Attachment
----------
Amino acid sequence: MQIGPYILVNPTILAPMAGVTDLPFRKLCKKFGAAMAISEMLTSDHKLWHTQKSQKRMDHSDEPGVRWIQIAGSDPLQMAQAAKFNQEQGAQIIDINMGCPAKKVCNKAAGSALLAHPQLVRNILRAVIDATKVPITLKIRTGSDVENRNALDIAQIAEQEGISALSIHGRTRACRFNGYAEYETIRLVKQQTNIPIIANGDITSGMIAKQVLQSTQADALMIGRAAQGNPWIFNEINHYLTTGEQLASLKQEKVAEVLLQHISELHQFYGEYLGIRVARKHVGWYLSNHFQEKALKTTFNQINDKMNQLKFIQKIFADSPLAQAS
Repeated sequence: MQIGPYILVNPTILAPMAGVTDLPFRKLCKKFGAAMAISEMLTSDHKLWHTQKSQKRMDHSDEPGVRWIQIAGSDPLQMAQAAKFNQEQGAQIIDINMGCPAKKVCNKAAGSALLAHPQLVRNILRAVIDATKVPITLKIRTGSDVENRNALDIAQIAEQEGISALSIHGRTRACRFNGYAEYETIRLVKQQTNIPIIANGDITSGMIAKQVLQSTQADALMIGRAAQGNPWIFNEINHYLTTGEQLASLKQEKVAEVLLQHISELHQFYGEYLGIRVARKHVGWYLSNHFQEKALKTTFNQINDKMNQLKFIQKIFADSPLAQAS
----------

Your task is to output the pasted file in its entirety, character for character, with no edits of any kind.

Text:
Amino acid sequence: MQIGPYILVNPTILAPMAGVTDLPFRKLCKKFGAAMAISEMLTSDHKLWHTQKSQKRMDHSDEPGVRWIQIAGSDPLQMAQAAKFNQEQGAQIIDINMGCPAKKVCNKAAGSALLAHPQLVRNILRAVIDATKVPITLKIRTGSDVENRNALDIAQIAEQEGISALSIHGRTRACRFNGYAEYETIRLVKQQTNIPIIANGDITSGMIAKQVLQSTQADALMIGRAAQGNPWIFNEINHYLTTGEQLASLKQEKVAEVLLQHISELHQFYGEYLGIRVARKHVGWYLSNHFQEKALKTTFNQINDKMNQLKFIQKIFADSPLAQAS
Repeated sequence: MQIGPYILVNPTILAPMAGVTDLPFRKLCKKFGAAMAISEMLTSDHKLWHTQKSQKRMDHSDEPGVRWIQIAGSDPLQMAQAAKFNQEQGAQIIDINMGCPAKKVCNKAAGSALLAHPQLVRNILRAVIDATKVPITLKIRTGSDVENRNALDIAQIAEQEGISALSIHGRTRACRFNGYAEYETIRLVKQQTNIPIIANGDITSGMIAKQVLQSTQADALMIGRAAQGNPWIFNEINHYLTTGEQLASLKQEKVAEVLLQHISELHQFYGEYLGIRVARKHVGWYLSNHFQEKALKTTFNQINDKMNQLKFIQKIFADSPLAQAS